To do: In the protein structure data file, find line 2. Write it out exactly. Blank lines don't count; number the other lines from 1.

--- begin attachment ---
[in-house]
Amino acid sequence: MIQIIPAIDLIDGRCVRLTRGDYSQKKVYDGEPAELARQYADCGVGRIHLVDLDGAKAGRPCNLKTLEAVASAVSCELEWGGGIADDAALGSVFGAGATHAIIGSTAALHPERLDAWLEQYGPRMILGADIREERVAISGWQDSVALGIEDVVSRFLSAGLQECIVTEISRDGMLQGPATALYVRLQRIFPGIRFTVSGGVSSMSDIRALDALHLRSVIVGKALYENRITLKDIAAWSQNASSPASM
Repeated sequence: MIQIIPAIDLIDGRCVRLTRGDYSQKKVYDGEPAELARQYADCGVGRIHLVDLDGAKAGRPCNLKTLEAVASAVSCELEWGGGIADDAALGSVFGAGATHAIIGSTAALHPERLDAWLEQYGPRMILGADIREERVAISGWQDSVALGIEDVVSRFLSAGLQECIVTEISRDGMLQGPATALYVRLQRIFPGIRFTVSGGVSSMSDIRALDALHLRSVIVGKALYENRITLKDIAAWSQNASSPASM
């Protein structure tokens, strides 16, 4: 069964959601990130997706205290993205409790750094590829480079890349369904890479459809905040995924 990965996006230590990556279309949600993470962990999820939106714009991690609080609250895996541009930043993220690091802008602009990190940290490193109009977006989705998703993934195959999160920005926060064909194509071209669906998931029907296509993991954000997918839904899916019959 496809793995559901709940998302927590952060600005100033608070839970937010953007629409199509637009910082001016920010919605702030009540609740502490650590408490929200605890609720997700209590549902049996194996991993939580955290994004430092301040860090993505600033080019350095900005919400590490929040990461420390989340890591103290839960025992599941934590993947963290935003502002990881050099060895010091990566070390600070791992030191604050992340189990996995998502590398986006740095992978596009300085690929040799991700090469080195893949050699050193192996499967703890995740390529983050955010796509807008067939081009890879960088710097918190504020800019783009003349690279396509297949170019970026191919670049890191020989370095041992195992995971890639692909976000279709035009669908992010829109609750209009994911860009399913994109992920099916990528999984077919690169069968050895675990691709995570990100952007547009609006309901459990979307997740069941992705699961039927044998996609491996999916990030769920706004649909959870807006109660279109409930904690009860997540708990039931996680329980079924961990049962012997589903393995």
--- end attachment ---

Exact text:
Amino acid sequence: MIQIIPAIDLIDGRCVRLTRGDYSQKKVYDGEPAELARQYADCGVGRIHLVDLDGAKAGRPCNLKTLEAVASAVSCELEWGGGIADDAALGSVFGAGATHAIIGSTAALHPERLDAWLEQYGPRMILGADIREERVAISGWQDSVALGIEDVVSRFLSAGLQECIVTEISRDGMLQGPATALYVRLQRIFPGIRFTVSGGVSSMSDIRALDALHLRSVIVGKALYENRITLKDIAAWSQNASSPASM